The Hungarian Royal Fieldpost In World War II 1938-1948
Monograph, Handbook and Catalog
Page size: A5. Pages: 512. Paperback
Price: 20.-€ or 30.-$
I would like to intorduce a unique book to our readers. It is unique because such a comprehensive work about the funtioning of the Hungarian Royal Fieldpost during the Second Word War has never been compiled either from a historical or a philatelic perspective. It is unique because its publication was preceded by many years of research work in archives, museums, and reference books in addition to collecting actual examples. It is unique beause it illustrates the funtioning of the fieldpost through the use of 1617 previously unpublished examples, pictures, and tables. It is unique because, for the first time, it assigns catalog values to postally used examples.
The author deals with the subject in great detail, a subject that nobody paid much attention to in the past 70 years. He demonstrates how the fieldpost mailings were organized. He elaborates on the correspondence of the conscripts of labor batallions and the prisoners of war. He categorizes the cancellations used by the fieldpost offices. He expands the book to include the fieldpost used by the democratic armed forces, the field supply offices, the social organizations dealing with prisoners of war and the communication service organized by the Red Cross.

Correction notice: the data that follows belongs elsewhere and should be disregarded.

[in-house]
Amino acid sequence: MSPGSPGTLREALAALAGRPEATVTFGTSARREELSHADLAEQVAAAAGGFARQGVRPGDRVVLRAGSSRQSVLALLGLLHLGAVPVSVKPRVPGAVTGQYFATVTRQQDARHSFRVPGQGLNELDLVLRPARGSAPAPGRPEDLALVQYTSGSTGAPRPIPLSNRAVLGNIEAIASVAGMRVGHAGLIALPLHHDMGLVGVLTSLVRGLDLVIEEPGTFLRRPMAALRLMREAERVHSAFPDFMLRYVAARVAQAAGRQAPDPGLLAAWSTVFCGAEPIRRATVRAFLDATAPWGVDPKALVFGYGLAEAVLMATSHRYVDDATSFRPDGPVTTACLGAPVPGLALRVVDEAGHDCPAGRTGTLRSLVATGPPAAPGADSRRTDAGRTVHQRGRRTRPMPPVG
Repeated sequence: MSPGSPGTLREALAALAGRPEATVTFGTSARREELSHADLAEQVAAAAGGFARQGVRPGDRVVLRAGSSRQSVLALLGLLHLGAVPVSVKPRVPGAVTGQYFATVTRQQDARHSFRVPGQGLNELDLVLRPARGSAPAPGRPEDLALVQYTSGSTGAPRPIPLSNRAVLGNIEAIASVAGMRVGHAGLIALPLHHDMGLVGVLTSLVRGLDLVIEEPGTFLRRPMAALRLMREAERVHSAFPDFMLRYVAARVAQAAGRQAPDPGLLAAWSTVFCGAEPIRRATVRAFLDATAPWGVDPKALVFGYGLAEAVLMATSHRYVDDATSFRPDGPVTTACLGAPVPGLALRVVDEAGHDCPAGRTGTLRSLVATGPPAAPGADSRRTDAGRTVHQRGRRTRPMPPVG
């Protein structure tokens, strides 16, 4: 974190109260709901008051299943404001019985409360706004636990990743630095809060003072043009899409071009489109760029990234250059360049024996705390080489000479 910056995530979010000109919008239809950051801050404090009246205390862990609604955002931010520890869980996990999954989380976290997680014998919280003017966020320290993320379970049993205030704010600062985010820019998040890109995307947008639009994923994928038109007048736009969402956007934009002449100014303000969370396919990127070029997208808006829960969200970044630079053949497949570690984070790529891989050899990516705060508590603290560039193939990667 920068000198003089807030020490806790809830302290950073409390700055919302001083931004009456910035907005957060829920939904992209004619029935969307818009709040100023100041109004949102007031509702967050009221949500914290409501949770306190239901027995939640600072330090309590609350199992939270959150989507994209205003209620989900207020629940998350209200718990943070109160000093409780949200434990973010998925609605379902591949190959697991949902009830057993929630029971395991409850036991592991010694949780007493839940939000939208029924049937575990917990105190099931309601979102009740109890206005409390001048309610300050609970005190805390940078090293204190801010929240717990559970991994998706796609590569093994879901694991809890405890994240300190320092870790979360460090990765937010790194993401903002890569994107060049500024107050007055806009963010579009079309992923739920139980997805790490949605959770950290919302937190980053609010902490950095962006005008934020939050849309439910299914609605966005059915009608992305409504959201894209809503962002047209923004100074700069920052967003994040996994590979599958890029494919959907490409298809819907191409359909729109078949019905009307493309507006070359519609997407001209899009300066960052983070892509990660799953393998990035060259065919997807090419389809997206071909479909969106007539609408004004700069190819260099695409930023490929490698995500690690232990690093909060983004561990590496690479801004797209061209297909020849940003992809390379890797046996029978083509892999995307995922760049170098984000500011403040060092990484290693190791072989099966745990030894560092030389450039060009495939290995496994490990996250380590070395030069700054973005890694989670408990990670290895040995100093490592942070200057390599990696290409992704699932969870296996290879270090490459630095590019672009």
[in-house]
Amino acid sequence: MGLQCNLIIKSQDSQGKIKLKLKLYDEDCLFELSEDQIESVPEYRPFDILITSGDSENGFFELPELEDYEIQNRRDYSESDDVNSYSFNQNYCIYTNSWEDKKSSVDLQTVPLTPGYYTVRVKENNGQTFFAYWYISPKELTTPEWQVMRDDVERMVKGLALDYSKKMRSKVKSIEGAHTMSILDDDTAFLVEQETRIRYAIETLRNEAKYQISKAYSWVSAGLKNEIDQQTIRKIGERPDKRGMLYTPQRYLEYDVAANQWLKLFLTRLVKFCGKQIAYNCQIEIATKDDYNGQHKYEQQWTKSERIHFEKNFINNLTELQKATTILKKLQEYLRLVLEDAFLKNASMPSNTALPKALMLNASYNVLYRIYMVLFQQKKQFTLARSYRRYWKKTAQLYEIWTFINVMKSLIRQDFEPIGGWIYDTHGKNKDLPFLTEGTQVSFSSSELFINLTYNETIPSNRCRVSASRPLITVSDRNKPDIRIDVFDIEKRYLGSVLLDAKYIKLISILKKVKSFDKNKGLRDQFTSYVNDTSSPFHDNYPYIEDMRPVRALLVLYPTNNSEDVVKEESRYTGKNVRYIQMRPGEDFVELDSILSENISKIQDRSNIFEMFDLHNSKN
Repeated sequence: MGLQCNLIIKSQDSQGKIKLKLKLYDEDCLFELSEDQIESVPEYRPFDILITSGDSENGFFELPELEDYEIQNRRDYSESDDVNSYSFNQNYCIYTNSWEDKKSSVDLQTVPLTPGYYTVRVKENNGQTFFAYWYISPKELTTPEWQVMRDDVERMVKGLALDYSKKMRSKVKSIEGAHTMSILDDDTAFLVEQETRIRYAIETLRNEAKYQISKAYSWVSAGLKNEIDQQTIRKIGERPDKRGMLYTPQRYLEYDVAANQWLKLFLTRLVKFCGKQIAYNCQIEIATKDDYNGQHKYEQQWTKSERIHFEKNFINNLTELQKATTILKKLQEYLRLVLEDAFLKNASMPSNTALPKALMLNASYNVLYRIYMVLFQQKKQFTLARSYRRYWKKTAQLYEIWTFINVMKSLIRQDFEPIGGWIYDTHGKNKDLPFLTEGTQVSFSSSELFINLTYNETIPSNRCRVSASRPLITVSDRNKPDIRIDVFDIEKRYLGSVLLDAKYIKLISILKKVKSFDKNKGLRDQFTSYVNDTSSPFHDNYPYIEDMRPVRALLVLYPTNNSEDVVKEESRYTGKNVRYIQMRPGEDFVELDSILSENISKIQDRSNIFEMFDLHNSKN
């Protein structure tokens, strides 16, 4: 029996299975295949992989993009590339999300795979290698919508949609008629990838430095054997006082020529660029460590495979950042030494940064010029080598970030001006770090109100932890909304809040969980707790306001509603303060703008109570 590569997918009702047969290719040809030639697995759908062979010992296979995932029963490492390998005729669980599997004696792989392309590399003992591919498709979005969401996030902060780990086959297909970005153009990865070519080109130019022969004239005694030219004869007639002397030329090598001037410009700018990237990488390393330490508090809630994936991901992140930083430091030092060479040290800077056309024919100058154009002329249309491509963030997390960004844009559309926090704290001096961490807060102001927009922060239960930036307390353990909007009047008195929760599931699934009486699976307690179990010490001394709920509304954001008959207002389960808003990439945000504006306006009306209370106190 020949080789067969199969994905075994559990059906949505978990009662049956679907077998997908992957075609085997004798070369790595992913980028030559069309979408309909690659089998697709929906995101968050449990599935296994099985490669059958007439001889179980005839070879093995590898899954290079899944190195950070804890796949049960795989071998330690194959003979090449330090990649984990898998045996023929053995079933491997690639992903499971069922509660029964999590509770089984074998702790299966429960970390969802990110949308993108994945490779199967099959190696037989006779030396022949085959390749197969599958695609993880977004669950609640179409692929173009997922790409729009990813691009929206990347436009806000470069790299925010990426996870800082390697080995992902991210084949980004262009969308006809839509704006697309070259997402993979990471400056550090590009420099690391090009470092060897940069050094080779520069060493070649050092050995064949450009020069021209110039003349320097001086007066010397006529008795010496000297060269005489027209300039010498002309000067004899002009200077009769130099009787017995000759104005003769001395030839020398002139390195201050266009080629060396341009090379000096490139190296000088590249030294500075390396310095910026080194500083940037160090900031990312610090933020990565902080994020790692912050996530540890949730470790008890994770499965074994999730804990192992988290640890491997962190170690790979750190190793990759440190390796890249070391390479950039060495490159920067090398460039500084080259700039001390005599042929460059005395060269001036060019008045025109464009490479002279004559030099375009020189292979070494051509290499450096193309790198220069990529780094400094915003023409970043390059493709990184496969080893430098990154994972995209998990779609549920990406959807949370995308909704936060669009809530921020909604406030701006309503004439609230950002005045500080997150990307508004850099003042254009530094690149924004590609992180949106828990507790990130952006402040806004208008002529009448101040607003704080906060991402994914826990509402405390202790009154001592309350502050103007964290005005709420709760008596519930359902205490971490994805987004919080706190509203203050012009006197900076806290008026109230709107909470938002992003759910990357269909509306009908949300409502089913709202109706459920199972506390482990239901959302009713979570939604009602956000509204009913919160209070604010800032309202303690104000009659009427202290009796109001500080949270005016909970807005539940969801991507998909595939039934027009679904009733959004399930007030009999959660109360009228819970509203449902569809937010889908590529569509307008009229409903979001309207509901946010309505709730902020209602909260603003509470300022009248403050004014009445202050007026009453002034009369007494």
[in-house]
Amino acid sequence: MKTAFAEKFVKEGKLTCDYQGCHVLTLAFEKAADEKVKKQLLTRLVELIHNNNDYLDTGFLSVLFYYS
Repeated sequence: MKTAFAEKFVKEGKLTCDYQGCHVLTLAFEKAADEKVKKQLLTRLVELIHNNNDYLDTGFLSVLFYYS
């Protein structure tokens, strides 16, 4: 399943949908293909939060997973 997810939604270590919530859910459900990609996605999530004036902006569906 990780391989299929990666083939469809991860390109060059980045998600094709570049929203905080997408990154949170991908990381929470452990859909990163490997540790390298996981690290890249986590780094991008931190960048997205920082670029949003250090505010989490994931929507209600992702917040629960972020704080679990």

The book does not neglect to provide a historical background in order to supplement the operation of the fieldpost offices. The reader can more readily place each mailing into the proper historical perspective whether it was sent in wartime or at a time of POW captivity.
With the aid of this publication, collectors, interested parties, family members and other relatives an identify examples in their possession as to unit and and its assignment at the time a card or letter was sent by a soldier, who may have been their father or grandfather. The same identification is possible for the POW correspondence showing which camp in Russia the writer may have sent a card signalling that he was alive.
The book also functions as a catalog because of its extensive content of illustations, tables, and pricing indications. This can be of great help to collectors, who have been waiting for such a publication. It will allow them to organize their collections and contribute to the popularization of this topic. The author made a great head start with his thorough, dedicated, and knowledgable approach to the book. The author’s style lends itself for easy and enjoyable reading. This book is heartily recommended to postal history collectors and World War II afficinados interested in the story of the fieldpost and the correspondence of prisoners of war.